Reviewed by GREG KING
Director: Dax Shepard
Stars: Dax Shepard, Michael Pena, Vincent D’Onofrio, Kristen Bell, Adam Brody, Isiah Whitlock jr, Jessica McNamee, Ryan Hansen, Justin Chatwin, Ben Falcone, Richard T Jones, Jane Kaczmarek, Adam Rodriguez, Maya Rudolph, Rosa Salazar.
Producers continue to tap into Gen X nostalgia by adapting classic television shows from the 60s and 70s for the big screen. Often though they get it wrong, by either miscasting iconic roles or by misjudging the tone of the piece or not understanding the appeal of the original, thereby tarnishing the brand recognition – a case in point would be the diabolically awful big screen versions of The Wild Wild West and Lost In Space. And another example would be this adaptation of CHIPS, a series following the adventures of two motorcycle cops with the California Highway Patrol, which ran from 1977-1983. It stumbles badly. If you were a fan of the original series you may want to look away now!
As writer, director and star of this instantly forgettable version of CHIPS Dax Shepard (star of television’s Parenthood, etc) must shoulder most of the blame for this disappointing misfire. It’s almost as if Shepard has never seen an episode of the original series and doesn’t understand its appeal.
The central plot here is fairly generic stuff and familiar – a group of rogue corrupt cops, led by Raymond Kurtz (a surly Vincent D’Onofrio), are robbing armoured trucks and making their getaway on motorcycles. The FBI send in trigger-happy Florida based agent Castillo (Michael Pena) to infiltrate the California highway patrol and identify the culprits. Castillo poses as Frank Poncherello. To ensure that he isn’t paired up with one of the suspects they team him with rookie officer Jon Baker (Shepard), a former motocross champion. Baker is addicted to drugs and booze to dull the pain from the many injuries and broken bones he suffered during his previous career. He is not the best policeman around – he can’t shoot straight, he barely meets the minimum physical requirements, but he sure can ride a motorbike. Baker is hoping that his job will help repair his marriage to the bitchy Karen (played by his real-life wife Kristen Bell, best known for playing Veronica Mars). Poncherello for his part is a sex addict. These two deeply flawed characters find it hard to work together as a team initially, but eventually have to learn to co-operate and overcome their differences in order to solve the case.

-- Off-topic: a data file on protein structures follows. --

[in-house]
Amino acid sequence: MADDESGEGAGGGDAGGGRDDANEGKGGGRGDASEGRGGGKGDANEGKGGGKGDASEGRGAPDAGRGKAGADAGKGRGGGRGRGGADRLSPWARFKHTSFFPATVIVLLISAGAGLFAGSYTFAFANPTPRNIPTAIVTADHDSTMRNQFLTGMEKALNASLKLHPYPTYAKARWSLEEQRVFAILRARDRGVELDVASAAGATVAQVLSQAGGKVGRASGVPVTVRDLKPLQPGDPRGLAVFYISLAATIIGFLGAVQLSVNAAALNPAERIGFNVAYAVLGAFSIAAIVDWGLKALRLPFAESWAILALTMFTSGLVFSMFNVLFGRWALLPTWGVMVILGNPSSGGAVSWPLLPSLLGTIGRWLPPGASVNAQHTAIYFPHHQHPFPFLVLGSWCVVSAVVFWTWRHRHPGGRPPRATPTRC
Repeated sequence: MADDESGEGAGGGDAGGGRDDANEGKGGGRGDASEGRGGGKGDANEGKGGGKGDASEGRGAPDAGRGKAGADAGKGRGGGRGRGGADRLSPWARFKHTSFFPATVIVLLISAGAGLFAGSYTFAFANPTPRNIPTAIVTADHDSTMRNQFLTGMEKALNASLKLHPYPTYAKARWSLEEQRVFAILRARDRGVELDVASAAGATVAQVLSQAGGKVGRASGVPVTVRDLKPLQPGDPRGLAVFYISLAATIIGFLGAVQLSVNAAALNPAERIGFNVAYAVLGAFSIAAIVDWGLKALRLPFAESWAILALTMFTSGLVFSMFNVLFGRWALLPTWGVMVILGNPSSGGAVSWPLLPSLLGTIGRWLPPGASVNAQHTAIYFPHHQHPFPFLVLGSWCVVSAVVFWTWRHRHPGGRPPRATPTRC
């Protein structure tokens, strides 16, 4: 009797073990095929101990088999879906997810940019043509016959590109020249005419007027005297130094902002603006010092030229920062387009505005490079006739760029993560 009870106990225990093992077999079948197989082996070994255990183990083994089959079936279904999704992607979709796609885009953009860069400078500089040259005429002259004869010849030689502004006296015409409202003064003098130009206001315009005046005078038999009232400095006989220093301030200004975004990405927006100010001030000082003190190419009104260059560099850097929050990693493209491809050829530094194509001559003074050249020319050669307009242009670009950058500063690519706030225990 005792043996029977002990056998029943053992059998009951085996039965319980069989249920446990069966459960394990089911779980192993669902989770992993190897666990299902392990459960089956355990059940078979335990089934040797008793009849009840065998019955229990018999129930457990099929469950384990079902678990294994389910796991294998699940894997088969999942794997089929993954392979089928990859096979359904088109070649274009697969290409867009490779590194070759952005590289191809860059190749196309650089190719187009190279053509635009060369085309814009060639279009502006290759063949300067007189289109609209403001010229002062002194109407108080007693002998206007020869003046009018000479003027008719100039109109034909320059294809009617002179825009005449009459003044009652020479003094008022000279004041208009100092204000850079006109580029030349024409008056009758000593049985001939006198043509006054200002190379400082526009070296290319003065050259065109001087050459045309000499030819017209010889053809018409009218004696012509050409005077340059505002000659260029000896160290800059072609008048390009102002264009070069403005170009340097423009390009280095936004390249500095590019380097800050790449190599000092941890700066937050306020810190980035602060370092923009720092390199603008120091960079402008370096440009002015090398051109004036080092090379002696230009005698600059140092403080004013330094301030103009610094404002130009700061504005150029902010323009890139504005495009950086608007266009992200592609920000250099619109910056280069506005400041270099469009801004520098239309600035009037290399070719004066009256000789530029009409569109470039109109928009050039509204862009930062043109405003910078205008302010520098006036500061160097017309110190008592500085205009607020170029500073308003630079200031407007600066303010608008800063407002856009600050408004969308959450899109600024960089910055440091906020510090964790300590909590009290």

The plot hardly matters here as Shepard and Pena spend most of their time trading insults and putdowns. Much of the success of the show revolved around the chemistry between the stars Larry Wilcox and Erik Estrada (one of whom makes a brief, uncredited cameo appearance here). But is Shepard was trying to make another variation on the odd couple buddy cop formula here he has missed the mark. As a writer of this kind of fare he lacks the assurance and wit of Shane Black, who gave us the wildly successful Lethal Weapon series as well as the recent action comedy The Nice Guys which featured a combustible teaming between Russell Crowe and Ryan Gosling. Even films like 21 Jump Street succeeded because of its irreverent tone and the self-aware chemistry between Channing Tatum and Jonah Hill, and the big screen version of Starsky And Hutch benefitted from the likeable rapport between Owen Wilson and Ben Stiller. But here the two stars lack any sort of chemistry at all.
Shepard has crammed the film full of a particularly juvenile and low brow brand of scatological humour, featuring a potentially offensive and crass string of sexist and homophobic gags, with lots of references to bodily functions and sexual positions. It seems aimed at 15-year-old boys who probably don’t even know of the series on which the characters are based.
The film is tonally uneven, and clumsily edited. Many scenes seem to go nowhere and fail to deliver a killer payoff. The nasty violence towards the end jars with some of the more genial nature of earlier scenes. And it seems as though Shepard didn’t quite know how to end it all, so he decided that he was just going to blow stuff up. However, as he demonstrated in 2012’s Hit And Run, Shepard proves to be a strong director of action sequences. There are a couple of well-choreographed chase sequences here and some great stunt work, but that is not enough to salvage this mess.
Performances across the board are pretty broad and unconvincing. Pena has appeared in some gritty dramas like Fury and End Of Watch, and he seems uncomfortable with the demands of this raucous comedy. Nonetheless he is still the best thing here. Shepard has a goofy and cocky grin the entire time and is perfectly suited to playing the dim-witted Baker. D’Onofrio is wasted and looks bored here, and delivers a tired performance as his one-dimensional character. Also wasted is a strong supporting cast that includes Adam Brody, Isiah Whitlock jr, David Koechner, Maya Rudolph, Jane Kaczmarek (from Malcolm In The Middle, etc), and Ed Begley in a meaningless cameo.
Any hopes that Shepard had of kick starting a potential new franchise along the lines of 21 Jump Street are still born. This ill-conceived serving of CHIPS is stale, cold and unappetising.
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